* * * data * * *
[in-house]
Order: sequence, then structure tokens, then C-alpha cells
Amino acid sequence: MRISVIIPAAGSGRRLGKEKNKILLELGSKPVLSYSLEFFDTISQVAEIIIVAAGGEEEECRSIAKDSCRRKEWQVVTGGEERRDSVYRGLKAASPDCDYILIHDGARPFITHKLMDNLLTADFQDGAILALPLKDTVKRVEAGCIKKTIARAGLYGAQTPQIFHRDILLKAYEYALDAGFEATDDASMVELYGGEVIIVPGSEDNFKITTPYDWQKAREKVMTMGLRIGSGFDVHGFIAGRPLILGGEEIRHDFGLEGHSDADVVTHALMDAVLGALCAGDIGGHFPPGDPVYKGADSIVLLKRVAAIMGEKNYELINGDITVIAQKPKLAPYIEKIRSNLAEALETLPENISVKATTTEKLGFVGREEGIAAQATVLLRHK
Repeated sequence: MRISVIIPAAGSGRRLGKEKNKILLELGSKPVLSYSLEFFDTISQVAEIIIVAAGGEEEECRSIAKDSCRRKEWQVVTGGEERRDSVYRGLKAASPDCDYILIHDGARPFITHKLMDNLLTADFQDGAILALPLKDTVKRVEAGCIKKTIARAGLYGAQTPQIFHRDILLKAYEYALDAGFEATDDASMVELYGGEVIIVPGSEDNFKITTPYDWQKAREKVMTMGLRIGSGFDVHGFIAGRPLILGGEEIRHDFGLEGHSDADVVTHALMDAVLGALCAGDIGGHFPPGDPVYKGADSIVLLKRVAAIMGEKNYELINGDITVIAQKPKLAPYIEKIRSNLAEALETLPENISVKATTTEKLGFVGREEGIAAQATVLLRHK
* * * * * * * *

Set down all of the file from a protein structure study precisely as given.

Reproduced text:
[in-house]
Order: sequence, then structure tokens, then C-alpha cells
Amino acid sequence: MRISVIIPAAGSGRRLGKEKNKILLELGSKPVLSYSLEFFDTISQVAEIIIVAAGGEEEECRSIAKDSCRRKEWQVVTGGEERRDSVYRGLKAASPDCDYILIHDGARPFITHKLMDNLLTADFQDGAILALPLKDTVKRVEAGCIKKTIARAGLYGAQTPQIFHRDILLKAYEYALDAGFEATDDASMVELYGGEVIIVPGSEDNFKITTPYDWQKAREKVMTMGLRIGSGFDVHGFIAGRPLILGGEEIRHDFGLEGHSDADVVTHALMDAVLGALCAGDIGGHFPPGDPVYKGADSIVLLKRVAAIMGEKNYELINGDITVIAQKPKLAPYIEKIRSNLAEALETLPENISVKATTTEKLGFVGREEGIAAQATVLLRHK
Repeated sequence: MRISVIIPAAGSGRRLGKEKNKILLELGSKPVLSYSLEFFDTISQVAEIIIVAAGGEEEECRSIAKDSCRRKEWQVVTGGEERRDSVYRGLKAASPDCDYILIHDGARPFITHKLMDNLLTADFQDGAILALPLKDTVKRVEAGCIKKTIARAGLYGAQTPQIFHRDILLKAYEYALDAGFEATDDASMVELYGGEVIIVPGSEDNFKITTPYDWQKAREKVMTMGLRIGSGFDVHGFIAGRPLILGGEEIRHDFGLEGHSDADVVTHALMDAVLGALCAGDIGGHFPPGDPVYKGADSIVLLKRVAAIMGEKNYELINGDITVIAQKPKLAPYIEKIRSNLAEALETLPENISVKATTTEKLGFVGREEGIAAQATVLLRHK